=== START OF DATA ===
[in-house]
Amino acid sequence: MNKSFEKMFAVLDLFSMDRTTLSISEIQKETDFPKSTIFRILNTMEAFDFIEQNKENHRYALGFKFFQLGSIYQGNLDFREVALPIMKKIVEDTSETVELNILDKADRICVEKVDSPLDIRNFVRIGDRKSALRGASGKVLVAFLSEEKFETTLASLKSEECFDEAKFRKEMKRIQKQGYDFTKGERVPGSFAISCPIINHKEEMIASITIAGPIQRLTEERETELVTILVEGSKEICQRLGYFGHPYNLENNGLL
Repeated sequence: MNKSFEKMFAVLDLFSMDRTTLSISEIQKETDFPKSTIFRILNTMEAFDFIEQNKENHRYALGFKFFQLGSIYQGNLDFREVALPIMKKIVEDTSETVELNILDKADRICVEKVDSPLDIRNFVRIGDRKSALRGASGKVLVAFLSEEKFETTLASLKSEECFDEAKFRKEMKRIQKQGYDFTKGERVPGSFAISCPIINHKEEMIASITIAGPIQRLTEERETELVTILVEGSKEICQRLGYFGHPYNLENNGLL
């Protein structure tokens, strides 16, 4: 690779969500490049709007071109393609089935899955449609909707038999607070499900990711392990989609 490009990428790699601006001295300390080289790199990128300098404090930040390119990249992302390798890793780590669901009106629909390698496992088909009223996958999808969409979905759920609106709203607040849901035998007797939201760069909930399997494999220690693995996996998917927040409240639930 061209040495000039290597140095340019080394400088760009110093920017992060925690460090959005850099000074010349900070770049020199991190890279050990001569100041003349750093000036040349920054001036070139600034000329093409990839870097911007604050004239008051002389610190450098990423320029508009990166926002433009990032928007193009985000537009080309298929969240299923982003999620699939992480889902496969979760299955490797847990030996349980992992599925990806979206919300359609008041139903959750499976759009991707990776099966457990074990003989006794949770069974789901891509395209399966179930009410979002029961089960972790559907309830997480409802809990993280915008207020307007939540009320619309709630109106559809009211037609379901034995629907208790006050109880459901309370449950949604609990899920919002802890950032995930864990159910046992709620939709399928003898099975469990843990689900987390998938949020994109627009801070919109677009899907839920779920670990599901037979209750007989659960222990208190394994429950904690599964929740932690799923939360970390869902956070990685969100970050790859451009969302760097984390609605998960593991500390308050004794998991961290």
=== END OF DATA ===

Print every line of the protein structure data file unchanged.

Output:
[in-house]
Amino acid sequence: MNKSFEKMFAVLDLFSMDRTTLSISEIQKETDFPKSTIFRILNTMEAFDFIEQNKENHRYALGFKFFQLGSIYQGNLDFREVALPIMKKIVEDTSETVELNILDKADRICVEKVDSPLDIRNFVRIGDRKSALRGASGKVLVAFLSEEKFETTLASLKSEECFDEAKFRKEMKRIQKQGYDFTKGERVPGSFAISCPIINHKEEMIASITIAGPIQRLTEERETELVTILVEGSKEICQRLGYFGHPYNLENNGLL
Repeated sequence: MNKSFEKMFAVLDLFSMDRTTLSISEIQKETDFPKSTIFRILNTMEAFDFIEQNKENHRYALGFKFFQLGSIYQGNLDFREVALPIMKKIVEDTSETVELNILDKADRICVEKVDSPLDIRNFVRIGDRKSALRGASGKVLVAFLSEEKFETTLASLKSEECFDEAKFRKEMKRIQKQGYDFTKGERVPGSFAISCPIINHKEEMIASITIAGPIQRLTEERETELVTILVEGSKEICQRLGYFGHPYNLENNGLL
């Protein structure tokens, strides 16, 4: 690779969500490049709007071109393609089935899955449609909707038999607070499900990711392990989609 490009990428790699601006001295300390080289790199990128300098404090930040390119990249992302390798890793780590669901009106629909390698496992088909009223996958999808969409979905759920609106709203607040849901035998007797939201760069909930399997494999220690693995996996998917927040409240639930 061209040495000039290597140095340019080394400088760009110093920017992060925690460090959005850099000074010349900070770049020199991190890279050990001569100041003349750093000036040349920054001036070139600034000329093409990839870097911007604050004239008051002389610190450098990423320029508009990166926002433009990032928007193009985000537009080309298929969240299923982003999620699939992480889902496969979760299955490797847990030996349980992992599925990806979206919300359609008041139903959750499976759009991707990776099966457990074990003989006794949770069974789901891509395209399966179930009410979002029961089960972790559907309830997480409802809990993280915008207020307007939540009320619309709630109106559809009211037609379901034995629907208790006050109880459901309370449950949604609990899920919002802890950032995930864990159910046992709620939709399928003898099975469990843990689900987390998938949020994109627009801070919109677009899907839920779920670990599901037979209750007989659960222990208190394994429950904690599964929740932690799923939360970390869902956070990685969100970050790859451009969302760097984390609605998960593991500390308050004794998991961290």